Another spatial reasoning game that I've played recently has been Cityscape.
In Cityscape, each of the players chooses one side of the board to play, and then secretly decides what the skyline should look like (from their vantage point). However, since each of the players is using a different side of the board, the skyline that one player is attempting to build may directly contradict the skyline of a different player. Once each player has selected his skyline "goal", each of the players takes turns placing a building piece (there are several sizes of these) on one of the places on the board (thus adjusting the skyline). This continues until the entire city has been built (there are no more pieces remaining). At this point, each of the players reveals his goal and scores points based on which of the 4 aspects of his skyline were correct (if any).
There are two main things that I like about Cityscape - the planning and the execution. (Isn't it good in any game if you like these two things?) First for the planning. I like that there are several different options here. You can select for each row whether you think there will be 1, 2, 3, or 4 buildings visible, or you can select that you want two (or more) buildings to be the same height or, finally, you can select that row to have the tallest building. Each of these options is a different number of points - the harder the option, the more points it is worth. (After all, it's pretty easy to make sure that you can only see one building on that row; just make the one in front incredibly tall.)
Now for the execution. This is really where Cityscape shines the most. Since you have a different vantage point from all of the other players, what is in your best interest will normally range from "not helpful" to "outright contradictory" to your opponent. Consider the situation in which you and the person sitting across from you both have decided that you will have 4 buildings visible in the same row. You will probably both fail miserably at this and get frustrated at each other in the process (and, if you're lucky, annoy the other players, too). However, if you've decided that one row has the tallest building, and the person opposite you has decided that they want to see all four buildings in that row, they could be helpful to you... as long as you're gigantic skyscraper is the one in the back! I could go on and on, because I really like this aspect of the game.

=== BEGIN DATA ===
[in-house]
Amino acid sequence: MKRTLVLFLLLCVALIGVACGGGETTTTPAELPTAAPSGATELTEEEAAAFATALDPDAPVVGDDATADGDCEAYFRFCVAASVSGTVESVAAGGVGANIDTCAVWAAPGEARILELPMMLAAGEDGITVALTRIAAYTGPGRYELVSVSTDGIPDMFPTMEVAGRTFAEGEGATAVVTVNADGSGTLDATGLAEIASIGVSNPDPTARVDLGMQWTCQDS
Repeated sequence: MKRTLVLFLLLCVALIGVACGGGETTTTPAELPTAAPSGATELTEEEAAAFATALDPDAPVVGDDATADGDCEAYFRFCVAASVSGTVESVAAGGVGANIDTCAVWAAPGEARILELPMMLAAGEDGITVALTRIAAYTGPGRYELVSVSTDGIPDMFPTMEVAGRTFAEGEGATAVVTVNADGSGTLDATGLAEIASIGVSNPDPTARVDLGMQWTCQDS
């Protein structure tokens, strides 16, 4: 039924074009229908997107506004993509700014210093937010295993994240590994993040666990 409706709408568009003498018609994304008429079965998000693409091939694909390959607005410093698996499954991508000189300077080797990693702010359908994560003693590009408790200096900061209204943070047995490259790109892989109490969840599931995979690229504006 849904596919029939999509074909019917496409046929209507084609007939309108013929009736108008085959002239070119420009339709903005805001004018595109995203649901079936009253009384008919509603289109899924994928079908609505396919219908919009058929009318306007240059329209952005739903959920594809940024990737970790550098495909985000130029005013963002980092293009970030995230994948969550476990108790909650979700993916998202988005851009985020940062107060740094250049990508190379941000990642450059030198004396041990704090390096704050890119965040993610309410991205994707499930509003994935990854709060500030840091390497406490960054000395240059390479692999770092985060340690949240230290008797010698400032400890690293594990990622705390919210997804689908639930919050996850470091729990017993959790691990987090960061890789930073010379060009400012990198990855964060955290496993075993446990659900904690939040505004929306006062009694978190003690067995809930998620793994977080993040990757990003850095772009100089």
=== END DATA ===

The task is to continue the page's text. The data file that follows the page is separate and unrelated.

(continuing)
The only real con to Cityscape is that, to me, it is a bit of a filler game. Since each round of the game is so short (around 5 minutes), I do not envision myself playing it for hours on end. I think it would get repetitive at that point. With that said, playing it for 30 minutes could be a fun endeavor.
Overall, I give Cityscape an 8.0/10. It is a fun spatial reasoning game that wound up exceeding my (very small) expectations for it. If you run into this game or if you're a fan of the spatial reasoning genre, you should try to check it out.
As a final note: the 6 options for each row are represented by 6-sided dice. A rule variant that we have tried and enjoyed is to force the players to roll their dice to select what their skyline will look like instead of selecting what is on each die. This will force experienced players to make the best of some potentially bad situations.
If Cityscape looks interesting, you might also check out Gipf, Pentago, and Punct.